The long-awaited BofA fund manager survey (FMS) shows, as happened last year and at this point, a caution on the part of managers in the macroeconomy. However, it shows less bearish sentiment, although caution still prevails:
Among the highlights are:
- a soft landing
- low interest rates, with more than 75% considering that the Fed is ending tight monetary policy
- even if they consider that fiscal policy continues to stimulate the economy (compared to a tight monetary policy)
- weak dollar
- large-cap tech and pharma bulls
- Avoid China and leveraged companies
- Reduced the currency level slightly (from 5.3% to 4.7%)
- overweight equities bull
Regarding the macroeconomy, investors expect weaker global growth (-57% net), but 74% see a soft or no landing (21% say it will be a hard landing) and a strong conviction of lower rates over time.
The strong change in this survey of global managers in the past months is that the largest overweighting of bonds has been observed since 2009, and an increase in the allocation to equities has begun to be seen, coming from an underweight of 4% in October.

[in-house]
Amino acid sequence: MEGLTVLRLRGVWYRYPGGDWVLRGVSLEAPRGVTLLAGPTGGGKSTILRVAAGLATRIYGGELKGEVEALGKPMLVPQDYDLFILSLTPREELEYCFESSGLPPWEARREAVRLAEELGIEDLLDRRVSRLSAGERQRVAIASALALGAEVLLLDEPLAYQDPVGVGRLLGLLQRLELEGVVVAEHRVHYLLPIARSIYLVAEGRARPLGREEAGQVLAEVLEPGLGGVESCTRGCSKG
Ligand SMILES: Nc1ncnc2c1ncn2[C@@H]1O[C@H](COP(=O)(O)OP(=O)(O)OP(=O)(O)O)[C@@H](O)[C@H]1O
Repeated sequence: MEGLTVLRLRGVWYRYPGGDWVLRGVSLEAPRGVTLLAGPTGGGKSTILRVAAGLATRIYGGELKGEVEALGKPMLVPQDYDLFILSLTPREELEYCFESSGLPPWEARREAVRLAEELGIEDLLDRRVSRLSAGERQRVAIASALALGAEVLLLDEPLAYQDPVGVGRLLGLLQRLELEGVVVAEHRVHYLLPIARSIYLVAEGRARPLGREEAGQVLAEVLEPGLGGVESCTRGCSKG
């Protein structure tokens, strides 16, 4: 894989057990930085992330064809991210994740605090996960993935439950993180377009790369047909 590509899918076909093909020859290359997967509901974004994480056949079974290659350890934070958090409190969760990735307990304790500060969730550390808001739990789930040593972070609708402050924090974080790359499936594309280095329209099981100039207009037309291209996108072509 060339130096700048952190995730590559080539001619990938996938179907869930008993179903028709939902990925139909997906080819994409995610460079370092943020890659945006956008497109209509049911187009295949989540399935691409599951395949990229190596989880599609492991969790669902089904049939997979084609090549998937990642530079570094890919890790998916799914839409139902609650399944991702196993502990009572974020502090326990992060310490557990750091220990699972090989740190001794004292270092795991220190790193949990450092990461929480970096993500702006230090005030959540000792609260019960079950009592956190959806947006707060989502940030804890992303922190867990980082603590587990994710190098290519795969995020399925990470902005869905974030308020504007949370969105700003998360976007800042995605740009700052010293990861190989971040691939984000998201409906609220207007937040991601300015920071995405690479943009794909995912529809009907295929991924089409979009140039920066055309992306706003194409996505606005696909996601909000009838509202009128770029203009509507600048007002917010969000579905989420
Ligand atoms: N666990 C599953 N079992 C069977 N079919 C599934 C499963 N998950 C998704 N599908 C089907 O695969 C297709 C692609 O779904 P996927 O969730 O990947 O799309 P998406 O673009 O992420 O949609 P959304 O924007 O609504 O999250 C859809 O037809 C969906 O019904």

With profit expectations remaining bearish but once again approaching August 2023 levels (the most bearish since February 2022), based on the fact that the main ISM manufacturing indicator points to PMIs more than 50 However, more than half of the managers prioritize the financial health of the balance sheets, while the fifth only favors investment in capex or paying dividends.
The FMS shows high positions in/rotation towards bonuses, technology (maximum 2 years), REITs, US stocks, and Japan (maximum 5 and a half years) and rotation from/short positions on money, materials (minimum 3 and a half years), industry, banks, and UK/eurozone stocks; busiest trades: long Big Tech (38%), short China stocks (22%), and high T-bills (11%).